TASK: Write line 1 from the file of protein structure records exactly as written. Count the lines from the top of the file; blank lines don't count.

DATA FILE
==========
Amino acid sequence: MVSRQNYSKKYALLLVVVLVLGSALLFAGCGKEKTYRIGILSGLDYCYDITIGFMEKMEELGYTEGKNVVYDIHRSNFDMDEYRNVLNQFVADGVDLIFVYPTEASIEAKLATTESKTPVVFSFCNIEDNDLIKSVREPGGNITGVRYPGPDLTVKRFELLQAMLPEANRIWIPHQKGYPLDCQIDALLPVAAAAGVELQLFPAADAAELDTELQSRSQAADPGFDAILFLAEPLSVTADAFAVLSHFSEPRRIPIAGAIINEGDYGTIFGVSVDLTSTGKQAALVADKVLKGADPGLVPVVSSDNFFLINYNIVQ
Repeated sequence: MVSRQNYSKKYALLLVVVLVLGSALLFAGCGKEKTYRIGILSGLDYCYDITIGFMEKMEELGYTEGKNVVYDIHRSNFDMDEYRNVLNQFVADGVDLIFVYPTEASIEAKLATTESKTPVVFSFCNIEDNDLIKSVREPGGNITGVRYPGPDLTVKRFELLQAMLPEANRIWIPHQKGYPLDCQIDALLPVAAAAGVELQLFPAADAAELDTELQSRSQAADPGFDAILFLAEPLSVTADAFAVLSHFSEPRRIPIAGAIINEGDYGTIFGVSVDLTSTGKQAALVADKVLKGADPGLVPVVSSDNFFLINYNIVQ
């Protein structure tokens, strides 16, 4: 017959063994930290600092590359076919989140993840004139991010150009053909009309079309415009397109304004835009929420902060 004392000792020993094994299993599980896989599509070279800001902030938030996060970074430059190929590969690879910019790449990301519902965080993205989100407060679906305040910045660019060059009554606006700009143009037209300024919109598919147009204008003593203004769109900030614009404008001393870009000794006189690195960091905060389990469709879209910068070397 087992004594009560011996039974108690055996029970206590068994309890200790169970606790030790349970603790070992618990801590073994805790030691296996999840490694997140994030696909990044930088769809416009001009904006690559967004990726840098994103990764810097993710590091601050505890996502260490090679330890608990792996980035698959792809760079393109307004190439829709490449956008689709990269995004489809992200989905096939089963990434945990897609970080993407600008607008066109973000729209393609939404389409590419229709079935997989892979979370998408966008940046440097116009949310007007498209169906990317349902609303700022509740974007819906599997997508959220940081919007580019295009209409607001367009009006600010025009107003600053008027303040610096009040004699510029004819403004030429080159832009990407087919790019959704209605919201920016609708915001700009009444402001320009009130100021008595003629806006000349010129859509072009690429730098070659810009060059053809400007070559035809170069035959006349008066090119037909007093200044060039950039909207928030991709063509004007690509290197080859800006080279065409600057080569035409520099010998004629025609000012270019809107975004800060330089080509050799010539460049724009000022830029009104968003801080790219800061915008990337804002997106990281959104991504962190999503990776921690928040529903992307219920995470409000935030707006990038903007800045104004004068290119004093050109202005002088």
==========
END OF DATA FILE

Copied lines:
Amino acid sequence: MVSRQNYSKKYALLLVVVLVLGSALLFAGCGKEKTYRIGILSGLDYCYDITIGFMEKMEELGYTEGKNVVYDIHRSNFDMDEYRNVLNQFVADGVDLIFVYPTEASIEAKLATTESKTPVVFSFCNIEDNDLIKSVREPGGNITGVRYPGPDLTVKRFELLQAMLPEANRIWIPHQKGYPLDCQIDALLPVAAAAGVELQLFPAADAAELDTELQSRSQAADPGFDAILFLAEPLSVTADAFAVLSHFSEPRRIPIAGAIINEGDYGTIFGVSVDLTSTGKQAALVADKVLKGADPGLVPVVSSDNFFLINYNIVQ